Tag Archives: Slip and fall

Winter Fall Prevention Tips and Tactics

Falls are one of the leading causes of injuries in individuals over the age of 65.  Slip and fall accidents are the number one cause of emergency room visits and injury-related deaths in individuals over the age of 65; because of this fall prevention should be of utmost priority when age-proofing the home. As you age, the need to be more cognizant of any potential trip or fall hazards in the home should be looked at with a more critical eye. Fall prevention measures also need to be implemented in areas of the country that are prey to snow and ice which leads to slippery sidewalks and steps.

 

When winter has settled in, here are some steps you can take to prevent winter-related slips or falls:

 

  • Always be aware of impending weather conditions. If a storm is imminent, stock up on supplies so no one has to go out into hazardous weather conditions.
  • If there is an emergency or if heading out into inclement weather cannot be avoided, make certain you’re dressed for the weather and that your vehicle is equipped in the event of an emergency. If you’re stranded, it’s best to have water and snacks as well as warm clothing, flares or blankets available.
  • When going outside it’s best to wear shoes and boots with nonslip soles.
  • Keeping active is great advice for both young and old and staying active and healthy will help make certain you’re steadier on your feet when the ground conditions are slippery. Daily exercise improves coordination, flexibility and balance and will strengthen your legs and reduce the risk of injury.
  • Make certain you have your cell phone charged at all times and within arm’s reach or in a pocket. Better yet, have your parents install a medical alert device and wear a medical alert pendant. These devices can be literal lifesavers in the event of a trip or fall accident and are meant to be worn 24 hours a day. A simple push of the button will summon medical assistance and in the midst of an emergency you may be too disoriented to be able to manage dialing the telephone.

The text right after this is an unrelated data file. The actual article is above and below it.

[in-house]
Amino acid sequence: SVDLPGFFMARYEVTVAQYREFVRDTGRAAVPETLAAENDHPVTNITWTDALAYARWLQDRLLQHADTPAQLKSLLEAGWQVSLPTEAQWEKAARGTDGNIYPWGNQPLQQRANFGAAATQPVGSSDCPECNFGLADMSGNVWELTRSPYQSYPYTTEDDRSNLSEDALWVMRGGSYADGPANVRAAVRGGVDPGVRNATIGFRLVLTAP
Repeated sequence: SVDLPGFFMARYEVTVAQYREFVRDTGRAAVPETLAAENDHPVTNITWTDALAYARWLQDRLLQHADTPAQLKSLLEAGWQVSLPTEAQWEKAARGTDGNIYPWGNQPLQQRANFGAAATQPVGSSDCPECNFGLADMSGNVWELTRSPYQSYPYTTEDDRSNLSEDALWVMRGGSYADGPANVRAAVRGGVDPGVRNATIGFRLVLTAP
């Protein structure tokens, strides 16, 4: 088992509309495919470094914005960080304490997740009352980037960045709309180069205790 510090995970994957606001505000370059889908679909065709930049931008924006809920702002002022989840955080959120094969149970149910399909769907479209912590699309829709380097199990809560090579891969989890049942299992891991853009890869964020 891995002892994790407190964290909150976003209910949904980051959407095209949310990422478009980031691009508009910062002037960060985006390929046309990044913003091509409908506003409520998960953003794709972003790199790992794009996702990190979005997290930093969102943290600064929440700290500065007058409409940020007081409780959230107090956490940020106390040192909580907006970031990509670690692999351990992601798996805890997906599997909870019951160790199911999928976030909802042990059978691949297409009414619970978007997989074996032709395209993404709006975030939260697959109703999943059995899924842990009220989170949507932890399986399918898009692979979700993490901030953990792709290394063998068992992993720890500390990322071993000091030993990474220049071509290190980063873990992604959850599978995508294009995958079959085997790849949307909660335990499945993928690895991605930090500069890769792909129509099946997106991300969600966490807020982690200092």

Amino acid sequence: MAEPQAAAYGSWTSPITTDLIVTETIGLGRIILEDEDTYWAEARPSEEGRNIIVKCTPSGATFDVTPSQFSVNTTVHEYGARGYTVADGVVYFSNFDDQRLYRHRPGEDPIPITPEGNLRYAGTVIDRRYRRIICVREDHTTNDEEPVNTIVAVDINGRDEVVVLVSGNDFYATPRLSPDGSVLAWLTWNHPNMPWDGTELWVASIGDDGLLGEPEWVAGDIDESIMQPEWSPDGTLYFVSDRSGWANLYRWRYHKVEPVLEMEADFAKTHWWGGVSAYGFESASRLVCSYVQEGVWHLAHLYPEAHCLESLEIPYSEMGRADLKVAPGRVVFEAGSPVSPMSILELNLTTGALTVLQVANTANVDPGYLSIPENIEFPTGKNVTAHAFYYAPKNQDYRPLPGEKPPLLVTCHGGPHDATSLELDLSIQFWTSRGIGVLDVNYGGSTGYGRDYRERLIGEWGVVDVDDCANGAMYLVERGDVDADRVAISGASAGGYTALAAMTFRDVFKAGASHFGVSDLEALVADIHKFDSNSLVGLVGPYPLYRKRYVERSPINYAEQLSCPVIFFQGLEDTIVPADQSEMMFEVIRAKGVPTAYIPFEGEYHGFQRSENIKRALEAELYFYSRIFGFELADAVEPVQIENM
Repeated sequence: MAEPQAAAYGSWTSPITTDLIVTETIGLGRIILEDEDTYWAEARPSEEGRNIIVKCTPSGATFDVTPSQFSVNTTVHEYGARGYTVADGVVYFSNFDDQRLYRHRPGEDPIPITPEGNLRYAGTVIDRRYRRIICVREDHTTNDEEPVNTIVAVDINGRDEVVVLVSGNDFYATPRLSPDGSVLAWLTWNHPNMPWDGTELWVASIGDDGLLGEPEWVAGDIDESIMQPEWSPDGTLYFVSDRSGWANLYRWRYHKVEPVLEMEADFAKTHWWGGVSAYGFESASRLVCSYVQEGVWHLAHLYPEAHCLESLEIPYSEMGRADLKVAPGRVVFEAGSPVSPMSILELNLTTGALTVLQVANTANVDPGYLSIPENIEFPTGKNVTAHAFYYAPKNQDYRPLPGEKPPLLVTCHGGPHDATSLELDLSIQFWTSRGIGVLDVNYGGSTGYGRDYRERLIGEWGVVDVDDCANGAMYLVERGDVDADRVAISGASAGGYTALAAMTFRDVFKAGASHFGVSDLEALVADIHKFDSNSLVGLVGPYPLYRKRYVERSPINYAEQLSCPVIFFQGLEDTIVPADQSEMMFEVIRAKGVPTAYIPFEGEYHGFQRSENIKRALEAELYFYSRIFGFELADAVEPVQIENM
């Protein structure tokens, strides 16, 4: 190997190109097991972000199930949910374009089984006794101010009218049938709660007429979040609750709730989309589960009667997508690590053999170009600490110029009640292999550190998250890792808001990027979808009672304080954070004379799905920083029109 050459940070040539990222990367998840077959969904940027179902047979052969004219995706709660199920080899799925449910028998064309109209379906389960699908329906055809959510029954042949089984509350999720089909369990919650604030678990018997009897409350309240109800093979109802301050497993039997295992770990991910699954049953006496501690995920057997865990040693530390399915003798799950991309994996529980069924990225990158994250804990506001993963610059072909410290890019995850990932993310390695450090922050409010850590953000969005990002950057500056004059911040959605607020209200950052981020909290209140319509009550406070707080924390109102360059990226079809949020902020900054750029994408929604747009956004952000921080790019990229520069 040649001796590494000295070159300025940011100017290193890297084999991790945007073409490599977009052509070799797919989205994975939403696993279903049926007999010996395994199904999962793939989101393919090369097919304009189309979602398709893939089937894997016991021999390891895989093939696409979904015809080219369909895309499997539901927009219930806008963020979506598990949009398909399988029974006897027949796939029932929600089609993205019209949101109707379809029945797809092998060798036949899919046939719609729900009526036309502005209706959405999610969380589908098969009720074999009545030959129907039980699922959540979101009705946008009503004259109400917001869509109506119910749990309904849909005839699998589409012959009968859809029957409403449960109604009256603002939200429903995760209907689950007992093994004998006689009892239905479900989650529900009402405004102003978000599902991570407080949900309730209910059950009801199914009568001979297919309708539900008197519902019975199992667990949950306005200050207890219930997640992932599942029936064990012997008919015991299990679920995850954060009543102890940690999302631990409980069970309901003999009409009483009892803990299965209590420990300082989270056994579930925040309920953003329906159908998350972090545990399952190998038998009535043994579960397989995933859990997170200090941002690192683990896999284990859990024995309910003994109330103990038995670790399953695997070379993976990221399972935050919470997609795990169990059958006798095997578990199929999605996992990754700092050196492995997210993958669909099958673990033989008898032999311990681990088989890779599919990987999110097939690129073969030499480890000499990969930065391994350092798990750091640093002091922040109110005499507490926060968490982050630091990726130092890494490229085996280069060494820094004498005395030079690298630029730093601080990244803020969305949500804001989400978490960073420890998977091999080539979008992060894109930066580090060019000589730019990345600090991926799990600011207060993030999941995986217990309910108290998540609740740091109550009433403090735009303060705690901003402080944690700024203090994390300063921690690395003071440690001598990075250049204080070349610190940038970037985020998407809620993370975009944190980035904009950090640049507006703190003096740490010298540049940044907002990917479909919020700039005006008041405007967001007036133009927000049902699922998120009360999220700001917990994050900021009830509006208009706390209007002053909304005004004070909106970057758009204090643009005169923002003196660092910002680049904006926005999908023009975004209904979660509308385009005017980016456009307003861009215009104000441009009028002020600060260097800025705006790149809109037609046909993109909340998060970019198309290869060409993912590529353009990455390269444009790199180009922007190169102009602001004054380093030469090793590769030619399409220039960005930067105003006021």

• Hire a neighbor or a service to keep the driveway plowed and the sidewalk and porch steps cleared of snow and salted to prevent ice build-up.

 

Whether you are a concerned family member or a professional caregiver of the elderly, make certain the seniors in your life are safe and protected when winter takes hold.

 

Hints & Tips To Senior-Proof A Home

Serious injuries as the result of trips or falls are suffered by one in three adults over the age of 65 and many of these happen in the home. These falls can lead to broken bones and other injuries such as head trauma and even death.

Senior-proofing the home for items such as trip and fall hazards should be a matter of course for your aging relatives if they’d like to continue aging in place. Look for loose or slippery carpets and bathroom hazards. There are other items that need to be addressed as well.

Here are some items to consider if your parents want to continue living independently:

  1. Limit alcohol intake as this can lead to balance issues and cause a fall in addition to other health issues and potentially dangerous interactions with their medications.
  2. Have a full physical: Many falls could be prevented if your relatives have a full medical work up to address any issues that could lead to slip and fall accidents. Diabetes which has inherent poor circulation problems, low blood pressure and ear infections can also throw their balance off and lead to falls.
  3. Clean the medicine cabinet and track all medications. Clear out old prescriptions and outdated medications – over-the-counter and prescriptions. Make certain your relatives are taking the medications as prescribed and in the proper dosages. If the prescriptions are from different doctors, check with one of them or the pharmacist to make certain there is no risk of interaction.
  4. Stay fit and active: If your parents aren’t getting any exercise, they will lose muscle strength and tone and this will make it harder to walk and maintain their balance. The Centers for Disease Control recommend 150 minutes of moderate exercise a week for those aged 65 and older. This means walking at a brisk pace, undertaking some aerobic activity such as swimming or a senior exercise class or bicycling. If your aging parent has health conditions that make it impossible to do this, ask a physical therapist to recommend some stretching exercises to help keep them in shape.